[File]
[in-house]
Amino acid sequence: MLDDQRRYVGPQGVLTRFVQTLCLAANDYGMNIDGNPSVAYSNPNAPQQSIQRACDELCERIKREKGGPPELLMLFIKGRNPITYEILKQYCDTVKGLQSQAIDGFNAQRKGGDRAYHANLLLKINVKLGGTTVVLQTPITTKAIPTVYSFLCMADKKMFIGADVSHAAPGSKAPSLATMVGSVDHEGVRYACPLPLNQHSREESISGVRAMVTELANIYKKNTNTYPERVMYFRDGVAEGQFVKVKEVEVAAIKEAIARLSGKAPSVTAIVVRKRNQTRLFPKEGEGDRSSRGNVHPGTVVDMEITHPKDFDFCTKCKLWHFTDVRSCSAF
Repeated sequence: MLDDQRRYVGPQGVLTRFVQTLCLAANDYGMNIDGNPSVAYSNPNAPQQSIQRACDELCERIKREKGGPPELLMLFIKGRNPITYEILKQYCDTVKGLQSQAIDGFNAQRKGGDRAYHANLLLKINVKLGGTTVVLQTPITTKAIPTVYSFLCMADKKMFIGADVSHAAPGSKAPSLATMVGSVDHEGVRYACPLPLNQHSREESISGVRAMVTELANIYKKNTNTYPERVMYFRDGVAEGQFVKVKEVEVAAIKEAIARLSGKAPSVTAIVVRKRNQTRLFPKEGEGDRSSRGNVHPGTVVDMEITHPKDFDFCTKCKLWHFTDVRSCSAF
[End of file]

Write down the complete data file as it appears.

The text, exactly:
[in-house]
Amino acid sequence: MLDDQRRYVGPQGVLTRFVQTLCLAANDYGMNIDGNPSVAYSNPNAPQQSIQRACDELCERIKREKGGPPELLMLFIKGRNPITYEILKQYCDTVKGLQSQAIDGFNAQRKGGDRAYHANLLLKINVKLGGTTVVLQTPITTKAIPTVYSFLCMADKKMFIGADVSHAAPGSKAPSLATMVGSVDHEGVRYACPLPLNQHSREESISGVRAMVTELANIYKKNTNTYPERVMYFRDGVAEGQFVKVKEVEVAAIKEAIARLSGKAPSVTAIVVRKRNQTRLFPKEGEGDRSSRGNVHPGTVVDMEITHPKDFDFCTKCKLWHFTDVRSCSAF
Repeated sequence: MLDDQRRYVGPQGVLTRFVQTLCLAANDYGMNIDGNPSVAYSNPNAPQQSIQRACDELCERIKREKGGPPELLMLFIKGRNPITYEILKQYCDTVKGLQSQAIDGFNAQRKGGDRAYHANLLLKINVKLGGTTVVLQTPITTKAIPTVYSFLCMADKKMFIGADVSHAAPGSKAPSLATMVGSVDHEGVRYACPLPLNQHSREESISGVRAMVTELANIYKKNTNTYPERVMYFRDGVAEGQFVKVKEVEVAAIKEAIARLSGKAPSVTAIVVRKRNQTRLFPKEGEGDRSSRGNVHPGTVVDMEITHPKDFDFCTKCKLWHFTDVRSCSAF